This Day With God

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Rectifying Wrong, April 6

Moreover if thy brother shall trespass against thee, go and tell him his fault between thee and him alone: if he shall hear thee, thou hast gained thy brother. Matthew 18:15. TDG 105.1

As you go to the one you suppose to be in fault, see that you speak in a meek and lowly spirit, for the wrath of man worketh not the righteousness of God. The erring can in no other way be restored than in the spirit of meekness and gentleness and tender love. Be careful in your manner of speaking. Avoid everything in look or gesture, word or tone of voice, that savors of pride or self-sufficiency. Guard yourself against word or look that would exalt yourself or set your goodness and righteousness in contrast to their failings. Beware of the most distant approach to disdain, overbearing, or contempt. With care, avoid every appearance of anger, and though you use plainness of speech, yet let there be no reproach, no railing accusation, no token of warmth, but that of earnest love. TDG 105.2

Above all, let there be no shadow of hate or ill will, no bitterness or soreness of expression. Nothing but kindness and gentleness can flow from a heart of love. Yet all these precious fruits need not hinder your speaking in the most serious, solemn manner, as though angels were directing their eyes upon you, and you acting in reference to the coming judgment. TDG 105.3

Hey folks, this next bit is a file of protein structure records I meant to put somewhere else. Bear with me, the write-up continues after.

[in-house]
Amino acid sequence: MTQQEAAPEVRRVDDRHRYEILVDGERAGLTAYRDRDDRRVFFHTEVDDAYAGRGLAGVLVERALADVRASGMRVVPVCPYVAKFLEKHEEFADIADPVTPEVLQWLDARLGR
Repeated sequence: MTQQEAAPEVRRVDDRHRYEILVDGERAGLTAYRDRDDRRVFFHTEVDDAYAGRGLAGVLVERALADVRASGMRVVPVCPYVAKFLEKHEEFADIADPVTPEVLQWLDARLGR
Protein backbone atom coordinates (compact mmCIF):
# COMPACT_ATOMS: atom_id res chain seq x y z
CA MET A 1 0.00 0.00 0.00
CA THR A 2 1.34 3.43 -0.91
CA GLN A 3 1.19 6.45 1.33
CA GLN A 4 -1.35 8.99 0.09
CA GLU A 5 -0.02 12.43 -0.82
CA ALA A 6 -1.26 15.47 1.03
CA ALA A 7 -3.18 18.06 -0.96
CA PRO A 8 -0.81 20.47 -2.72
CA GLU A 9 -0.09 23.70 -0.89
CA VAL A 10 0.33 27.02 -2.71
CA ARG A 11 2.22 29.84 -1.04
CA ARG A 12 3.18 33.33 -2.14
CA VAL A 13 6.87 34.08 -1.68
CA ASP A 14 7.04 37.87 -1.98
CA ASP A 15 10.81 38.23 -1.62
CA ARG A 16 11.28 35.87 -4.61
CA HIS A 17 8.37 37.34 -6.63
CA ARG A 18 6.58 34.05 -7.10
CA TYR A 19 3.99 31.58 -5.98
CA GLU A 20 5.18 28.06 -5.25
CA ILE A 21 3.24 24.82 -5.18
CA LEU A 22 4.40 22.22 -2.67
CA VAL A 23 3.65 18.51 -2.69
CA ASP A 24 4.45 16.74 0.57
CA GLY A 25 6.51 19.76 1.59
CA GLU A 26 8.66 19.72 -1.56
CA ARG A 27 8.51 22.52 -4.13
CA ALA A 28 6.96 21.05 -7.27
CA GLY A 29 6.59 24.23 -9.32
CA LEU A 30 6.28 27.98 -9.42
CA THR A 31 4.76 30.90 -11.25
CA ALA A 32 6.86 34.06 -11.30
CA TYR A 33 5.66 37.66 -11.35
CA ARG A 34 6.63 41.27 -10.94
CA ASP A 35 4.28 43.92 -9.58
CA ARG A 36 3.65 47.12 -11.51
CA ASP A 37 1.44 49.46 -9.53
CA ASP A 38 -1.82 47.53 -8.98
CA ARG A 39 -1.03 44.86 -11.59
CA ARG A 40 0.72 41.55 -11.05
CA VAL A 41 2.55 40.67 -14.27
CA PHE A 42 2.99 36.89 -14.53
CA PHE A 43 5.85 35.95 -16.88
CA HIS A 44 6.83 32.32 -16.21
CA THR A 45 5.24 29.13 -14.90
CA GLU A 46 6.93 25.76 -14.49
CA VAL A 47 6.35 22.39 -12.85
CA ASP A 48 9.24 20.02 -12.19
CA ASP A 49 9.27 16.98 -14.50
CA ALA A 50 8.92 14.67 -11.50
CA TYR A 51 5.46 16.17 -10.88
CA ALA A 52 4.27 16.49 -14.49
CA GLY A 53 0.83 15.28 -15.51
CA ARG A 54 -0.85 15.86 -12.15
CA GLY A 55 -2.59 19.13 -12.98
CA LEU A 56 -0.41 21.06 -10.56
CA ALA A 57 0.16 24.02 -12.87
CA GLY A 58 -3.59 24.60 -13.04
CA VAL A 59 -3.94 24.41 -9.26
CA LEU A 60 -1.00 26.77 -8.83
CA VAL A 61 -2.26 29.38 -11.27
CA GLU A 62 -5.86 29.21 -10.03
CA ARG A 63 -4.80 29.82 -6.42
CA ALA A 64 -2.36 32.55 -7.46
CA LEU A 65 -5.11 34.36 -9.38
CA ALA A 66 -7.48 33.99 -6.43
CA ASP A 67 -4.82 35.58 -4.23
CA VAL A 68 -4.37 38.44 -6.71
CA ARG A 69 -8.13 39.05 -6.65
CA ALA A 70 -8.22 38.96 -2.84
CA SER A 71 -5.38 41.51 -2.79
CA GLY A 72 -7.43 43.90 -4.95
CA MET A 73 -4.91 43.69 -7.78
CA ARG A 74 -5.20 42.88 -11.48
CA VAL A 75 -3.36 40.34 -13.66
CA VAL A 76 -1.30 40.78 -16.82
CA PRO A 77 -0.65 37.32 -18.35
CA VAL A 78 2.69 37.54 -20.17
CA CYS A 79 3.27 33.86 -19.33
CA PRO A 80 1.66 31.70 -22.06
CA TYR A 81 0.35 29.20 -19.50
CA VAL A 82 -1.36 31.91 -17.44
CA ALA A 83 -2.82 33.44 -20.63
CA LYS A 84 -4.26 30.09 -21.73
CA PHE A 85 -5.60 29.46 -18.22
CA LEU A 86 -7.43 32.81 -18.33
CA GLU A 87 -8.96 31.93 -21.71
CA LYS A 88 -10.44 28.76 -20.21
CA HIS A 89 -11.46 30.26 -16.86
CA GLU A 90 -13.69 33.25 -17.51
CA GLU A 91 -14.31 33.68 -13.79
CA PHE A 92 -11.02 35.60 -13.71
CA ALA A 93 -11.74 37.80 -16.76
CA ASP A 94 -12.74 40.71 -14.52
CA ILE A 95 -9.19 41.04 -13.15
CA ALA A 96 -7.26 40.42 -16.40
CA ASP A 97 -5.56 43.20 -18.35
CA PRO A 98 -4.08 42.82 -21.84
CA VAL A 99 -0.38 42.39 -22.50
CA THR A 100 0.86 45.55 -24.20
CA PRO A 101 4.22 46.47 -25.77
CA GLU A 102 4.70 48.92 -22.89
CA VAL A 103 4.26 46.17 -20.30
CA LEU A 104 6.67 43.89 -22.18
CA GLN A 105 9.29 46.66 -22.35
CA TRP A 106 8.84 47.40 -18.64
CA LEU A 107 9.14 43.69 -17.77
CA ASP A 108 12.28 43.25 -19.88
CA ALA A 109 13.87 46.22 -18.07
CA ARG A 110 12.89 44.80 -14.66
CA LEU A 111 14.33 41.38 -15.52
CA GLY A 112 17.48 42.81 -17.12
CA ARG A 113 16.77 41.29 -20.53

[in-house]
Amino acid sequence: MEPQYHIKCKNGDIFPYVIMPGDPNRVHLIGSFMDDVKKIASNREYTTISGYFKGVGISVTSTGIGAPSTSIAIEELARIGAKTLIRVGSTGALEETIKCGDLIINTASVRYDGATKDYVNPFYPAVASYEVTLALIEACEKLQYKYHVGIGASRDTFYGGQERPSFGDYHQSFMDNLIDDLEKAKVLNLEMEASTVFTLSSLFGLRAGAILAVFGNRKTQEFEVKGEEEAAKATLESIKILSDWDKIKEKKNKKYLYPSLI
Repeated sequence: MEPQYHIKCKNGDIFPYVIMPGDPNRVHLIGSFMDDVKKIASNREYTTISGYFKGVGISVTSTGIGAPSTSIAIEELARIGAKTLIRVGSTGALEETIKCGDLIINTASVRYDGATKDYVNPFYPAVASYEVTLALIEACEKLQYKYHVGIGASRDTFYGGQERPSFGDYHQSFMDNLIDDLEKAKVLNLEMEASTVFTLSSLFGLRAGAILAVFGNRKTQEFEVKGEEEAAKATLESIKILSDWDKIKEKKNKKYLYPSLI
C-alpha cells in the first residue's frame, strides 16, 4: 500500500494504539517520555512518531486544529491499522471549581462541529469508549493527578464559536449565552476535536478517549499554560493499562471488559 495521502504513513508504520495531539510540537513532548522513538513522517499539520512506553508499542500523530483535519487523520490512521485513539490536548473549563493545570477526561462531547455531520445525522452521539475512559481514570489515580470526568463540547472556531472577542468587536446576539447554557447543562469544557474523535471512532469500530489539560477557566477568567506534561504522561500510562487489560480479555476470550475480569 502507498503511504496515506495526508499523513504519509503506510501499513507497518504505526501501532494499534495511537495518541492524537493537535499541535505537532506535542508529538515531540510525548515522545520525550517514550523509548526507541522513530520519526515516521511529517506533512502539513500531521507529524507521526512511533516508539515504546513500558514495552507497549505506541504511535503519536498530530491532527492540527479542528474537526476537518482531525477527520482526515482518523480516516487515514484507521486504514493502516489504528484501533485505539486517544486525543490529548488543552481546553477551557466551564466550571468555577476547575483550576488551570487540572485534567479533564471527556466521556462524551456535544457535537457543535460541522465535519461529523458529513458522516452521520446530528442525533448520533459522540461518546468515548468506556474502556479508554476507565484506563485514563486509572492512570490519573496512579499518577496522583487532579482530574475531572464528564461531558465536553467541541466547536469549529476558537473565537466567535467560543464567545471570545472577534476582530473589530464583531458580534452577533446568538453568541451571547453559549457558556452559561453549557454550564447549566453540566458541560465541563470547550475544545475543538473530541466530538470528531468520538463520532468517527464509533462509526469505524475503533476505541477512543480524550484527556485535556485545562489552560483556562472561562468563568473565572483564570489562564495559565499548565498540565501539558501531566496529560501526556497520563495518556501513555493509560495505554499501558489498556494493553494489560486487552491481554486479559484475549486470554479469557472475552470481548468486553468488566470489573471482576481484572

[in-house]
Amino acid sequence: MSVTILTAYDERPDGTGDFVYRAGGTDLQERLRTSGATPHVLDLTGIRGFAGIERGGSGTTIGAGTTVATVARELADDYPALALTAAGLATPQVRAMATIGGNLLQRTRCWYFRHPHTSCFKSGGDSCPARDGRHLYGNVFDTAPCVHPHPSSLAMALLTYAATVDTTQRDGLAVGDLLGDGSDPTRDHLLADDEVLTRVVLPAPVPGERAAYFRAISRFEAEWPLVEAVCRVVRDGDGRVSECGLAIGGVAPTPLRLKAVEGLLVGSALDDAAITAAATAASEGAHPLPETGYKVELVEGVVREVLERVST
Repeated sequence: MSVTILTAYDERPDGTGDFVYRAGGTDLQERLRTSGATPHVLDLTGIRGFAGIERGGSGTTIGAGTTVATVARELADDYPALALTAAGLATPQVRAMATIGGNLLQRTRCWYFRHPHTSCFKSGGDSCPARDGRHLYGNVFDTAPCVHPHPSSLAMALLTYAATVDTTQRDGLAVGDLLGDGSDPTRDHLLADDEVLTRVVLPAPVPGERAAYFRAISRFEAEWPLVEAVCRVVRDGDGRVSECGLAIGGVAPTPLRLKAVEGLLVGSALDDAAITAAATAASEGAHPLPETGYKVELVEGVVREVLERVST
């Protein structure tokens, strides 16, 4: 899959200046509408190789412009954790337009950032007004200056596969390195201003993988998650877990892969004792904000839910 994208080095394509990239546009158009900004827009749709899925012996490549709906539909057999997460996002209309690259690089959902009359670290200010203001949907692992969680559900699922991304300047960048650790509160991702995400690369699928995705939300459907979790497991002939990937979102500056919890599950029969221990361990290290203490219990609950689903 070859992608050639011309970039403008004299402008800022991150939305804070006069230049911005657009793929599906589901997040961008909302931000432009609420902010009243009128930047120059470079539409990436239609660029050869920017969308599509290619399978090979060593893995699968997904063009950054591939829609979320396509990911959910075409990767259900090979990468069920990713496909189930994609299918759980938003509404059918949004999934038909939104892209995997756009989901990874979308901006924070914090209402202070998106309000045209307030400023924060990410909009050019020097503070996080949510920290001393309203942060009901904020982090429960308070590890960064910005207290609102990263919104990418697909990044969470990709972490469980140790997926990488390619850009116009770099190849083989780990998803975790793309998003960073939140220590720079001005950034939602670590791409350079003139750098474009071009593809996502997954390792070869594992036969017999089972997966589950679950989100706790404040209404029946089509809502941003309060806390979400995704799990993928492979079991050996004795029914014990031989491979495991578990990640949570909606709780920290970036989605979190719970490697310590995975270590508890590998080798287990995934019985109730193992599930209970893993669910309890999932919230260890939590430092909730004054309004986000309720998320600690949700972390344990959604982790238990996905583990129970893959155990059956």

Bear in mind that the success of reproof depends greatly upon the spirit in which it was given. Do not neglect earnest prayer that you may possess a lowly mind, and that angels of God may work upon the hearts before you, which you are trying to reach, and so soften them by heavenly impressions that your efforts may avail. If any good is accomplished take no credit yourself. God alone should be exalted. God alone hath done it all.... TDG 105.4

All your efforts to save the erring may be unavailing. They may repay you evil for good. They may be enraged rather than convinced. What if they hear to no good purpose and pursue the evil course they have started to follow? This will frequently be the case. Sometimes the mildest and tenderest reproof will have no good effect. In that case the blessing you wanted another to receive by pursuing a course of righteousness, ceasing to do evil and learning to do well, will return into your own bosom. If the erring persist in sin, treat them kindly and leave them with your heavenly Father.—Letter 30, April 6, 1868, to Brother and Sister Rogers. TDG 105.5